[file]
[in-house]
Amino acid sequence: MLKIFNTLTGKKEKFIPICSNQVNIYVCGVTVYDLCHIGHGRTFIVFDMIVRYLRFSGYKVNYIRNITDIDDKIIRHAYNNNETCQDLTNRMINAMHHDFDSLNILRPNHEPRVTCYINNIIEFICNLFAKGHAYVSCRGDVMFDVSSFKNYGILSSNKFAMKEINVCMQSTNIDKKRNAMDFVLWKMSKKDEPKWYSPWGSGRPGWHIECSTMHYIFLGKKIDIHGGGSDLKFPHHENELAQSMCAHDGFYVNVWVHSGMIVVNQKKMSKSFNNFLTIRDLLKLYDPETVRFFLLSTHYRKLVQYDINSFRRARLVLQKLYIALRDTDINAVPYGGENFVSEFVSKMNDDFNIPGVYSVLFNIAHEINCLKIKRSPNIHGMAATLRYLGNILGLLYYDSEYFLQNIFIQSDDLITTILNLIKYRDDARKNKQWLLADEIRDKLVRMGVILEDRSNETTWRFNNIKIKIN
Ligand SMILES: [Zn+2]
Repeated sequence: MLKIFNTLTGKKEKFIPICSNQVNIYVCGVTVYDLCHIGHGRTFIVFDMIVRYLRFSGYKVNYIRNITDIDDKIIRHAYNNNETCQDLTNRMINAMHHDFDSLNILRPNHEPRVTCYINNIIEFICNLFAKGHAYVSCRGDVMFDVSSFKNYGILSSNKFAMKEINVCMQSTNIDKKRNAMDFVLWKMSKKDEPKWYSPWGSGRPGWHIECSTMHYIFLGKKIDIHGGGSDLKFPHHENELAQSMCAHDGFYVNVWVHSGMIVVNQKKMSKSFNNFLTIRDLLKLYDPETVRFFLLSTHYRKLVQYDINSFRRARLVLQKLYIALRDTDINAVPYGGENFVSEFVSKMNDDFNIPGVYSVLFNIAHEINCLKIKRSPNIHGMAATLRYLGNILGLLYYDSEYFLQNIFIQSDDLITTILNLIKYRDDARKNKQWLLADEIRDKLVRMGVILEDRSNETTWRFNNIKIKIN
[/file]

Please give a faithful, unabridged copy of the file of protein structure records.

[in-house]
Amino acid sequence: MLKIFNTLTGKKEKFIPICSNQVNIYVCGVTVYDLCHIGHGRTFIVFDMIVRYLRFSGYKVNYIRNITDIDDKIIRHAYNNNETCQDLTNRMINAMHHDFDSLNILRPNHEPRVTCYINNIIEFICNLFAKGHAYVSCRGDVMFDVSSFKNYGILSSNKFAMKEINVCMQSTNIDKKRNAMDFVLWKMSKKDEPKWYSPWGSGRPGWHIECSTMHYIFLGKKIDIHGGGSDLKFPHHENELAQSMCAHDGFYVNVWVHSGMIVVNQKKMSKSFNNFLTIRDLLKLYDPETVRFFLLSTHYRKLVQYDINSFRRARLVLQKLYIALRDTDINAVPYGGENFVSEFVSKMNDDFNIPGVYSVLFNIAHEINCLKIKRSPNIHGMAATLRYLGNILGLLYYDSEYFLQNIFIQSDDLITTILNLIKYRDDARKNKQWLLADEIRDKLVRMGVILEDRSNETTWRFNNIKIKIN
Ligand SMILES: [Zn+2]
Repeated sequence: MLKIFNTLTGKKEKFIPICSNQVNIYVCGVTVYDLCHIGHGRTFIVFDMIVRYLRFSGYKVNYIRNITDIDDKIIRHAYNNNETCQDLTNRMINAMHHDFDSLNILRPNHEPRVTCYINNIIEFICNLFAKGHAYVSCRGDVMFDVSSFKNYGILSSNKFAMKEINVCMQSTNIDKKRNAMDFVLWKMSKKDEPKWYSPWGSGRPGWHIECSTMHYIFLGKKIDIHGGGSDLKFPHHENELAQSMCAHDGFYVNVWVHSGMIVVNQKKMSKSFNNFLTIRDLLKLYDPETVRFFLLSTHYRKLVQYDINSFRRARLVLQKLYIALRDTDINAVPYGGENFVSEFVSKMNDDFNIPGVYSVLFNIAHEINCLKIKRSPNIHGMAATLRYLGNILGLLYYDSEYFLQNIFIQSDDLITTILNLIKYRDDARKNKQWLLADEIRDKLVRMGVILEDRSNETTWRFNNIKIKIN